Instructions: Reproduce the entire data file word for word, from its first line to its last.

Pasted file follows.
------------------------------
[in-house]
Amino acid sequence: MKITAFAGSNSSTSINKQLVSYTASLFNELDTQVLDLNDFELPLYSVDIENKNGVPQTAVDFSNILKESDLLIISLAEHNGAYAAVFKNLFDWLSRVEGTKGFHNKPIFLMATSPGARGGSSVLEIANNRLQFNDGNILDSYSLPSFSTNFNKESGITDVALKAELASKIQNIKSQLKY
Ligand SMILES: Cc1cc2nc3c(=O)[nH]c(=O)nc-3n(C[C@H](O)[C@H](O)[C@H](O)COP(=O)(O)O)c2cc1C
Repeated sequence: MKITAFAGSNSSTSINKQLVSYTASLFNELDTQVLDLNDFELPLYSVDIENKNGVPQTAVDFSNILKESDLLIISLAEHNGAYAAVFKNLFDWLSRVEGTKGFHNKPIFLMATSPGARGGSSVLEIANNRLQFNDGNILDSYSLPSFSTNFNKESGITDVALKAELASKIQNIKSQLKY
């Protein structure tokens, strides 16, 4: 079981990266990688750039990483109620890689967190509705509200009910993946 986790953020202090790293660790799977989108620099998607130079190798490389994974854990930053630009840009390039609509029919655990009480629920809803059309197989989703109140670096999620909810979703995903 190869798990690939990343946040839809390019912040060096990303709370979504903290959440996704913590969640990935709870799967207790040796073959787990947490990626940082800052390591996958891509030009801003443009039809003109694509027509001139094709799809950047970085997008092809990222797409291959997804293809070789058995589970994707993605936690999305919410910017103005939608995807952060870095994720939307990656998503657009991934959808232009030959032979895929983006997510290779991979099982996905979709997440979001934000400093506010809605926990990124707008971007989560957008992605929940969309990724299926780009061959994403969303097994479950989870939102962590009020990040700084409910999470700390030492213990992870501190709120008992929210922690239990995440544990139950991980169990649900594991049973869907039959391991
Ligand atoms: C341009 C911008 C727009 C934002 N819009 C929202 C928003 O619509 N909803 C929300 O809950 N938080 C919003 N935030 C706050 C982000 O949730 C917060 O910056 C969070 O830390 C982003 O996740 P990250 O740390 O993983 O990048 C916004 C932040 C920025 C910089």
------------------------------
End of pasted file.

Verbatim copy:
[in-house]
Amino acid sequence: MKITAFAGSNSSTSINKQLVSYTASLFNELDTQVLDLNDFELPLYSVDIENKNGVPQTAVDFSNILKESDLLIISLAEHNGAYAAVFKNLFDWLSRVEGTKGFHNKPIFLMATSPGARGGSSVLEIANNRLQFNDGNILDSYSLPSFSTNFNKESGITDVALKAELASKIQNIKSQLKY
Ligand SMILES: Cc1cc2nc3c(=O)[nH]c(=O)nc-3n(C[C@H](O)[C@H](O)[C@H](O)COP(=O)(O)O)c2cc1C
Repeated sequence: MKITAFAGSNSSTSINKQLVSYTASLFNELDTQVLDLNDFELPLYSVDIENKNGVPQTAVDFSNILKESDLLIISLAEHNGAYAAVFKNLFDWLSRVEGTKGFHNKPIFLMATSPGARGGSSVLEIANNRLQFNDGNILDSYSLPSFSTNFNKESGITDVALKAELASKIQNIKSQLKY
């Protein structure tokens, strides 16, 4: 079981990266990688750039990483109620890689967190509705509200009910993946 986790953020202090790293660790799977989108620099998607130079190798490389994974854990930053630009840009390039609509029919655990009480629920809803059309197989989703109140670096999620909810979703995903 190869798990690939990343946040839809390019912040060096990303709370979504903290959440996704913590969640990935709870799967207790040796073959787990947490990626940082800052390591996958891509030009801003443009039809003109694509027509001139094709799809950047970085997008092809990222797409291959997804293809070789058995589970994707993605936690999305919410910017103005939608995807952060870095994720939307990656998503657009991934959808232009030959032979895929983006997510290779991979099982996905979709997440979001934000400093506010809605926990990124707008971007989560957008992605929940969309990724299926780009061959994403969303097994479950989870939102962590009020990040700084409910999470700390030492213990992870501190709120008992929210922690239990995440544990139950991980169990649900594991049973869907039959391991
Ligand atoms: C341009 C911008 C727009 C934002 N819009 C929202 C928003 O619509 N909803 C929300 O809950 N938080 C919003 N935030 C706050 C982000 O949730 C917060 O910056 C969070 O830390 C982003 O996740 P990250 O740390 O993983 O990048 C916004 C932040 C920025 C910089």